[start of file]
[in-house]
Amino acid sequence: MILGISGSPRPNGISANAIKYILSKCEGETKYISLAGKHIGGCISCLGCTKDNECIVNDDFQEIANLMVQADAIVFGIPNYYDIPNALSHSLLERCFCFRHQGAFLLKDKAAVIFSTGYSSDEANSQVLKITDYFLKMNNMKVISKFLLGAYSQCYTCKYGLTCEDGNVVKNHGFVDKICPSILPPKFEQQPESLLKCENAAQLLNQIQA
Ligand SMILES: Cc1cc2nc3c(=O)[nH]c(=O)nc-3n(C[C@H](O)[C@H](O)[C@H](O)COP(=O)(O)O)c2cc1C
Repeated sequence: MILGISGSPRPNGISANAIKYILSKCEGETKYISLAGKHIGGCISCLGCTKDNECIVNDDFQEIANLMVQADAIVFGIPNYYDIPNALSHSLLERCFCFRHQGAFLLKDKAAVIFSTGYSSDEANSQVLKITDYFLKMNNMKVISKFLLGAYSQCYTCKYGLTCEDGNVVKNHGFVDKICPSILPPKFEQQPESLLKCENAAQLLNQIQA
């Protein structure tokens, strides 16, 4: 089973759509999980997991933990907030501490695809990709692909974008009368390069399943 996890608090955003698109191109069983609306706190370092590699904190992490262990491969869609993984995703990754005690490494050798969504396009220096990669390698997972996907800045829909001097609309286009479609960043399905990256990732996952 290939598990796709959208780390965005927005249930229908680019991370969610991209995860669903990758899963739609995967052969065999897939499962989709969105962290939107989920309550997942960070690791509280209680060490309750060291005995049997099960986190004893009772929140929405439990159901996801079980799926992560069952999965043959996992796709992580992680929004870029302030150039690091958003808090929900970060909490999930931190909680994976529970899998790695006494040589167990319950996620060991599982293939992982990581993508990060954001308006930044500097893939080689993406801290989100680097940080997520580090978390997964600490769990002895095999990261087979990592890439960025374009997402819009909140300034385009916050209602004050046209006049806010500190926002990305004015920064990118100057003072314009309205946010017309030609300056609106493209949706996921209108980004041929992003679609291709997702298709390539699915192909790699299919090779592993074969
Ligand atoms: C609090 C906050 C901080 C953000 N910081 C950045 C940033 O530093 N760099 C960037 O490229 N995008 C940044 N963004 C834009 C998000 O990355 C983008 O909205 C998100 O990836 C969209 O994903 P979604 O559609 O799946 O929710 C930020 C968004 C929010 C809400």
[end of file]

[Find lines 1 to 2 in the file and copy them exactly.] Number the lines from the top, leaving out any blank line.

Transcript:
[in-house]
Amino acid sequence: MILGISGSPRPNGISANAIKYILSKCEGETKYISLAGKHIGGCISCLGCTKDNECIVNDDFQEIANLMVQADAIVFGIPNYYDIPNALSHSLLERCFCFRHQGAFLLKDKAAVIFSTGYSSDEANSQVLKITDYFLKMNNMKVISKFLLGAYSQCYTCKYGLTCEDGNVVKNHGFVDKICPSILPPKFEQQPESLLKCENAAQLLNQIQA